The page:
Set among the bucolic farm fields and rural communities of southern Wisconsin, Clinton, where I live and teach, is the quintessential American small town. The center of the community's social life is the Clinton Junior-Senior High School, which prides itself on traditions, such as the homecoming parade, chili and cinnamon roll fundraiser, and drive-your-tractor-to-school day.

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Holocaust education is an equally valued part of children’s middle and high school experience in this community, from reading survivor memoirs and novels to the annual 8th-grade trip to the United States Holocaust Memorial Museum in Washington, D.C. By the time students enroll in my junior-senior “Genocide and Human Rights” elective course, most of them have studied the Holocaust numerous times in their social studies, English language arts, and German classes.

Studying the Holocaust can serve as a bridge for teachers and students to incorporate other instances of genocide and mass violence in the classroom, including the genocide of Indigenous peoples. While Holocaust education has become an integral part of the curriculum in Clinton, students have little knowledge or even awareness of the local histories of Indigenous genocide. Students often struggle to name the Ho-Chunk as the Indigenous nation whose ancestral land the town and school are located. Not unique to students in Clinton, in big cities and small towns across the United States, there is little awareness of Indigenous communities and the violence perpetrated against them.

I have found that in my “Genocide and Human Rights” course, students’ prior experiences learning about the Holocaust provide inroads for teaching about the genocide of Indigenous peoples. The pedagogical recommendations from Echoes & Reflections and the United States Holocaust Memorial Museum are the bedrock of discussion on teaching hard history and are certainly applicable and advisable for teaching about other cases of genocide and mass violence. Recommendations, such as “contextualize the history” and “teach the human story,” are equally important in lessons on Indigenous genocide and the Holocaust, helping students understand the larger context that surrounds episodes of genocide and mass violence and the experiences of individuals. Furthermore, these principles have been guideposts to help me develop the following guidelines to support teaching about the genocide of Indigenous peoples.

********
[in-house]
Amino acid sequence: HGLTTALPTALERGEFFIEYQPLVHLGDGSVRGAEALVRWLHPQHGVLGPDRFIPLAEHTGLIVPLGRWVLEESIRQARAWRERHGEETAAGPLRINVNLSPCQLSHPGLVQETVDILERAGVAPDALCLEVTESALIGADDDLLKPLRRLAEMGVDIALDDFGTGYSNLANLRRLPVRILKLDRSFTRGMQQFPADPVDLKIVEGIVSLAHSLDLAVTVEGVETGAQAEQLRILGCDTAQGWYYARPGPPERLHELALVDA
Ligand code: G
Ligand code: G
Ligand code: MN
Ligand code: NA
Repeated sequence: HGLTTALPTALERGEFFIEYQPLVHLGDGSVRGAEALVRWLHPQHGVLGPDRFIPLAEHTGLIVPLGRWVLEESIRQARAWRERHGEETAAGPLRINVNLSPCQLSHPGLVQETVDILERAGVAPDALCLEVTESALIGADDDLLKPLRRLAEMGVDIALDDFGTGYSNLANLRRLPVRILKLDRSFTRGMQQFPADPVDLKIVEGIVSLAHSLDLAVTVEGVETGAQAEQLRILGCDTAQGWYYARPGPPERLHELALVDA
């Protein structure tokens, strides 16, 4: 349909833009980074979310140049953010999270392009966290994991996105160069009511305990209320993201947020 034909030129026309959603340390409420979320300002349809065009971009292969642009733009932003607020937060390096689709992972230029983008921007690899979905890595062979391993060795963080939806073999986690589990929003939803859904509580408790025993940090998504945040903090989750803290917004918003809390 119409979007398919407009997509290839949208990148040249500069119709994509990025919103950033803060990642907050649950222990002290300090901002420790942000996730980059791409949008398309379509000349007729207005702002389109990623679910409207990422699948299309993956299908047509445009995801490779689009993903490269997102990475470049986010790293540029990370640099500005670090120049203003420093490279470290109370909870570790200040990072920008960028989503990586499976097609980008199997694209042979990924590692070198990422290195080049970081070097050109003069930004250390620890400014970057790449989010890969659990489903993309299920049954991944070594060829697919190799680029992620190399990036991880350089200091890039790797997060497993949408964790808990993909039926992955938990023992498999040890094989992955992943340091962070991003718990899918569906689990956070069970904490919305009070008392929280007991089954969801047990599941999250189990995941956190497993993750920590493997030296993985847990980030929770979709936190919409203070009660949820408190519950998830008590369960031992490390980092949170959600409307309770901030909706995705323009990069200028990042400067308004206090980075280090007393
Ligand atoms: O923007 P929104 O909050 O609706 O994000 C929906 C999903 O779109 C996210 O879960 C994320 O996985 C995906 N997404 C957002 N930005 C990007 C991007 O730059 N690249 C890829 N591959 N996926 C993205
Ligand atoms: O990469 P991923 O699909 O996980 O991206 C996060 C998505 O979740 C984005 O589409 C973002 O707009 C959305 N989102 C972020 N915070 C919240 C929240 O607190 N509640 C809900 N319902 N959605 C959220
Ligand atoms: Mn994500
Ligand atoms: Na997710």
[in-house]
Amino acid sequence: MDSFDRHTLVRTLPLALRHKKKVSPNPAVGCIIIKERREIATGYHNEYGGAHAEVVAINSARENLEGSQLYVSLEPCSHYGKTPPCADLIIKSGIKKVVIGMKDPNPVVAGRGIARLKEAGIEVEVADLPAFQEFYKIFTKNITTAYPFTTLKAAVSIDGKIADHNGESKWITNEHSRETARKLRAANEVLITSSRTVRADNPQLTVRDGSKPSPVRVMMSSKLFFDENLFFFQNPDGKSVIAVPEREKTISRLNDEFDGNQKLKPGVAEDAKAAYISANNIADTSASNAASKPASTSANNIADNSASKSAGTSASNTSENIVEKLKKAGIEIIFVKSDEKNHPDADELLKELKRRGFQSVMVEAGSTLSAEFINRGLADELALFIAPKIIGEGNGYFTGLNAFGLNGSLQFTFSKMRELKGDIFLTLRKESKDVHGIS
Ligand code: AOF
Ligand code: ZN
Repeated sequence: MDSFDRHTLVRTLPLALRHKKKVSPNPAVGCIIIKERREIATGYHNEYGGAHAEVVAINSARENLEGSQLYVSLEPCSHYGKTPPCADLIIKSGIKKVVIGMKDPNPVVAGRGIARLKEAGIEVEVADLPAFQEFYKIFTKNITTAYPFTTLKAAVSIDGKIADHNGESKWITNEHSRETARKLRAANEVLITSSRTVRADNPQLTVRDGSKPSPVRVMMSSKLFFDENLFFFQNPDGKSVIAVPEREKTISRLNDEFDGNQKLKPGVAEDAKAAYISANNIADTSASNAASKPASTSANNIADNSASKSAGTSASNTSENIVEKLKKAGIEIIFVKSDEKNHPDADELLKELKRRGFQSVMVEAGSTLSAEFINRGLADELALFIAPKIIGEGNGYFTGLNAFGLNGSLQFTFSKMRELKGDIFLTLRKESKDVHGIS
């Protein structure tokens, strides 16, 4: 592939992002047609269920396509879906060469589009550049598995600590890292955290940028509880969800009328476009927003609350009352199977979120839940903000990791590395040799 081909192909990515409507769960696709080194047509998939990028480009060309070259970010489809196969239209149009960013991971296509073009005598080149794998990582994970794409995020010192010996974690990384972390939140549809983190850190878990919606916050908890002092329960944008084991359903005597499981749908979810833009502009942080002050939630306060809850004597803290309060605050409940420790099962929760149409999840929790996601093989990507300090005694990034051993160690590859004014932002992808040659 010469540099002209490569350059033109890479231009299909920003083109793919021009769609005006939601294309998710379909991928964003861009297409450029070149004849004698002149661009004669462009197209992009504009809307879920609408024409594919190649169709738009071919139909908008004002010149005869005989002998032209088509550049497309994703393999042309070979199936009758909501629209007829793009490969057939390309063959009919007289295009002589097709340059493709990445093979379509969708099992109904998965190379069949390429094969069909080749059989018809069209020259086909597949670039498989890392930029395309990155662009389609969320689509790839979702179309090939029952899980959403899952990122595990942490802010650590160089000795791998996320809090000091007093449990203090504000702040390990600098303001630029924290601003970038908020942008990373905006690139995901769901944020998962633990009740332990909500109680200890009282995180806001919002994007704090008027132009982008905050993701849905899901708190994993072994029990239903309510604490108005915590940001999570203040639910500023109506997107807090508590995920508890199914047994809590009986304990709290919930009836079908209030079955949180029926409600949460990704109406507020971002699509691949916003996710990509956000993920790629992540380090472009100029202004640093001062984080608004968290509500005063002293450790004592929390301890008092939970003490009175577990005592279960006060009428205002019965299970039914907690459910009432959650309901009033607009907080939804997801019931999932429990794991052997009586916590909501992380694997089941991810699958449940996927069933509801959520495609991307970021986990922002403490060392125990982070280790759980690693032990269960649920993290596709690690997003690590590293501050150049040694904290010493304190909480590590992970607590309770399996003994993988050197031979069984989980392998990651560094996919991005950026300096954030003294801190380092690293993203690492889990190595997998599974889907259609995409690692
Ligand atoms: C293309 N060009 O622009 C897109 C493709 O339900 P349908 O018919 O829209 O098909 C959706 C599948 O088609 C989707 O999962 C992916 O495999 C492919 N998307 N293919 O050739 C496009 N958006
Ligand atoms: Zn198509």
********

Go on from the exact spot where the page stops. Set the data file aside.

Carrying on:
Teach about Local Histories

In a neatly manicured park on the edge of Clinton stands the rough-hewn Skavlem-Williams Log Cabin, which, according to the accompanying historical marker, is a “visible reminder of the sacrifices made by early pioneers as they settled this area.”

Notably absent from the signage is any mention of the Indigenous inhabitants of this land. Like many communities across the United States, Clinton has a long history of excluding Indigenous peoples from local narratives that celebrate only Euro-American settlement and achievements. The practice of memorializing the “first” Euro-American settlers through monuments while simultaneously writing the perceived “last” Indigenous peoples out of existence is what Jean O’Brien (White Earth Ojibwe) referred to as “firsting and lasting.” In local histories, such practices further the myth of the “vanishing Indian,” or the notion that the Indigenous peoples vanished due to genocidal violence and assimilation by the end of the nineteenth century.

Examining this local signage inevitably leads my students to ask: who were the Indigenous peoples who lived on this land before the first Euro-American settlers arrived, what were their lives like, and, ultimately, what happened to them? These questions form the basis for our unit on Indigenous genocide. Fostering a classroom learning community that encourages students to ask such essential questions is the first step towards an inquiry-based approach to Holocaust and genocide education.

While students are generally aware of the so-called “Trail of Tears,” and some even may refer to this forced removal of tribes from the American southeast in the early 1830s as genocide, they know almost nothing about the local histories of dispossession and violence, such as the treaties that were signed with Indigenous communities or the Black Hawk War of 1832, which made Euro-American settlement possible in southern Wisconsin.

Teach about the Continuing Legacies of Genocide